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GOP sees roadblock to Keystone pipeline
Calls for environmental review limited to rerouted section
Capitol Hill Republicans say yet another environmental impact study of the controversial Keystone XL oil pipeline is unwarranted and nothing more than a stall tactic by the Obama administration that threatens the project.
The State Department announced Friday it had ordered a new study because the Canadian firm TransCanada revised its proposed Canada-to-Nebraska pipeline to avoid Nebraska’s environmental sensitive Sandhills. In January, President Obama rejected the company’s previous bid because he said more time was needed to vet alternative routes.
The Republican lawmakers say the new review should be limited only to the new 88-mile rerouted section in Nebraska, not the entire 900-plus mile route from the Montana-Canada border to Steele City, Neb. - a move they say is unnecessary in light of an exhaustive four-year study of the project completed last year.
The “notice from the Department of State seems to be yet another obstructive tactic designed to appease a narrow constituency,” said Sen. John Hoeven, North Dakota Republican. “The environment does not change in the nine months since the issuance, nearly a year ago in August, of the final environmental impact statement. That document concluded that there are ‘no significant impacts.’ “
House Energy and Commerce Committee Chairman Fred Upton, Michigan Republican, said that expanding the review to the entire route would entangle the project in needless red tape and delay the creation of thousands of new jobs the project promises.
“With its proposed supplemental review, the Obama administration is taking yet another step farther away from energy security and job creation,” he said.
The State Department said its primary goal is to review the pipeline’s proposed new section, an effort to be undertaken by an outside reviewer in conjunction with the state of Nebraska. The agency also said it will take another look at last year’s impact study to see if anything has changed. The study is expected to take six to nine months.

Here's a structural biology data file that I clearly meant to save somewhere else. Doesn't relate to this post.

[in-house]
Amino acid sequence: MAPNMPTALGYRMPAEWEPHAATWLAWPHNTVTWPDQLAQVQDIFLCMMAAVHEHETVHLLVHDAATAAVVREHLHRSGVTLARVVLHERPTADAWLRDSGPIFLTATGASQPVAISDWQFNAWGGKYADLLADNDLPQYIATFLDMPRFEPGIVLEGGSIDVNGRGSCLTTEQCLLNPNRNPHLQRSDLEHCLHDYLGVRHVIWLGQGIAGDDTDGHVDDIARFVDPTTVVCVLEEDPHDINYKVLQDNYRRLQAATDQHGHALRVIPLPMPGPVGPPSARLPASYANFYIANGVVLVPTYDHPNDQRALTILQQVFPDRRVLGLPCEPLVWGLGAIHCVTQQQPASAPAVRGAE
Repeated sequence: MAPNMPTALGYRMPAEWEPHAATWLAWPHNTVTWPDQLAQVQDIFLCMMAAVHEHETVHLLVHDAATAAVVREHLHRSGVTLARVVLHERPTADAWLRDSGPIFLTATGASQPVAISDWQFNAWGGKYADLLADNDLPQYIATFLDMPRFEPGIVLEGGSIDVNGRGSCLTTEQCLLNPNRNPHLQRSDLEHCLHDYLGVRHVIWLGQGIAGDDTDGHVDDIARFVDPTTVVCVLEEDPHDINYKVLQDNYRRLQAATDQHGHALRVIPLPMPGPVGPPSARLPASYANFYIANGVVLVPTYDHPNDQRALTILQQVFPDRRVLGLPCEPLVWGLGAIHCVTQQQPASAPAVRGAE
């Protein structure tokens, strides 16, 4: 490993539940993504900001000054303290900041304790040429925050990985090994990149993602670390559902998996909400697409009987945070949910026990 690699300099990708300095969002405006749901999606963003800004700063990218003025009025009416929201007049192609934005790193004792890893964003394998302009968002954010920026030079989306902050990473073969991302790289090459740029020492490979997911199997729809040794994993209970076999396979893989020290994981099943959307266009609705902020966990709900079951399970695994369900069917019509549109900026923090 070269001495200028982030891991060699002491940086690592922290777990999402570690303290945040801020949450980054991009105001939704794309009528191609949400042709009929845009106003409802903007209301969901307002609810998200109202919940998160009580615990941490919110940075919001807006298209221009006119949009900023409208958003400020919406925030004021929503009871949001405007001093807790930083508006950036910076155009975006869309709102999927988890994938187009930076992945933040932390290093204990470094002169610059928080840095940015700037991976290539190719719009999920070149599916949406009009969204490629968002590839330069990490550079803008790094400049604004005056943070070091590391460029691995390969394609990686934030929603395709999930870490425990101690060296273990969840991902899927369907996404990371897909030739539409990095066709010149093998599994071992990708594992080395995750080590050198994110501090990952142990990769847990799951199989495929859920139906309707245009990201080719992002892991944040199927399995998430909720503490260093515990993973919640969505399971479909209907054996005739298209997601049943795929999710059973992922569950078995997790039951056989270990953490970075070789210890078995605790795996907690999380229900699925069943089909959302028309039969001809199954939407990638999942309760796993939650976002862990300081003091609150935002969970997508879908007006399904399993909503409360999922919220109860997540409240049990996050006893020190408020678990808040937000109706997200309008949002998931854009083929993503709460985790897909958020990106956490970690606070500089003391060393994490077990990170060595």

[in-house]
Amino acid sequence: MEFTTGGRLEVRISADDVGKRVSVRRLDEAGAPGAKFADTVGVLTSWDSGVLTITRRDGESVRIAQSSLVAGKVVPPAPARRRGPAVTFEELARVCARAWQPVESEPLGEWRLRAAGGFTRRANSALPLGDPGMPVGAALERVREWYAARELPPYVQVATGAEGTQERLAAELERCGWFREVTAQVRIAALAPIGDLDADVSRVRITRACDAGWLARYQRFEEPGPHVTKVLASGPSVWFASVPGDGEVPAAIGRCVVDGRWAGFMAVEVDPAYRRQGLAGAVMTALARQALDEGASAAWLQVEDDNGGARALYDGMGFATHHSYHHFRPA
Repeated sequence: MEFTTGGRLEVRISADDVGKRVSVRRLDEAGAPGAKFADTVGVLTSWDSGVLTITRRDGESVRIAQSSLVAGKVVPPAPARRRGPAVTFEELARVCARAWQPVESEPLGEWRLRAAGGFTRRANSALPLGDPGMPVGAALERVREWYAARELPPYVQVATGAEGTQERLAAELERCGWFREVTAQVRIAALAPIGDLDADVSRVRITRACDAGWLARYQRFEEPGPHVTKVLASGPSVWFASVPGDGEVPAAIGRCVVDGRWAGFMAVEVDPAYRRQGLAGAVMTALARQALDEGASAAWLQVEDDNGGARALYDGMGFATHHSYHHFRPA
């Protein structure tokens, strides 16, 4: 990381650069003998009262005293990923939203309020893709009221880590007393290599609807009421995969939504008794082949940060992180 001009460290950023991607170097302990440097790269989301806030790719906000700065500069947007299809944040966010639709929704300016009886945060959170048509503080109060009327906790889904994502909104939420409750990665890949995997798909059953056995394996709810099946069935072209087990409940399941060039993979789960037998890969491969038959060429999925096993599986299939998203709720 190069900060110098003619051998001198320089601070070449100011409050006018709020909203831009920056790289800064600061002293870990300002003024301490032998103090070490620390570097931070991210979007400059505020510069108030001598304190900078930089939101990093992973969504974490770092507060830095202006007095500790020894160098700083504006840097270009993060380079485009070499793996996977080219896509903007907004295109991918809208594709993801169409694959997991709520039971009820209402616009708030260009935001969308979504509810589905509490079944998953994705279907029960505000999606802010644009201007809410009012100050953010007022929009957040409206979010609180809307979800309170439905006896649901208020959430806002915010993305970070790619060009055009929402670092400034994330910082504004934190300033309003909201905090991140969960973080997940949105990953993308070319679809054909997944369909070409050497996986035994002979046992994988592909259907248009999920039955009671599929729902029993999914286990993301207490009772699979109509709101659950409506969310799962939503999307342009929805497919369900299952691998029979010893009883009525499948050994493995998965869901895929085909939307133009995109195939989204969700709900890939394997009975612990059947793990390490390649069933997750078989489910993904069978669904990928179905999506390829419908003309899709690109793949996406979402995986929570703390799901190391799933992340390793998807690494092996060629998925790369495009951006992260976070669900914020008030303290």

TransCanada says reviewing the entire project is unnecessary because the previous study showed that it “would have a degree of safety over any other typically constructed domestic oil pipeline under current code.”
“The final review should focus solely on the realigned route that avoids the Nebraska Sandhills,” TransCanada President and Chief Executive Russ Girling said. “The rest of the Keystone XL route remains the same. The geology of the route remains the same. The environmental conditions remain the same. Nothing else has changed.”
Some environmentalists also are upset because they say the new review won’t consider possible climate change impacts of the pipeline, which would begin in the tar sands of Alberta, Canada.
“The tar sands industry is linked to greenhouse gas emissions,” said Jane Kleeb, executive director of Bold Nebraska, a liberal advocacy group opposed to the pipeline. “In an honest assessment they’d realize that actually, no, this is not good for the environment.”
Meanwhile on Capitol Hill, the Keystone pipeline threatens to derail a long-term bill to fund federal transportation projects. House Republicans have pressed to include the pipeline in the measure, while most Democrats in both chambers are adamant on leaving it out, saying it’s unrelated.
The issue also continues to haunt presidential politics. One the biggest applause lines on Republican Mitt Romney’s ongoing six-state bus tour through the Rust Belt and Midwest has been his repeated vow to “get that pipeline in from Canada - even if I have to build it myself.”
*Seth McLaughlin contributed to this report.
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About the Author
Sean Lengell covers Congress and national politics and can be reached at firstname.lastname@example.org.
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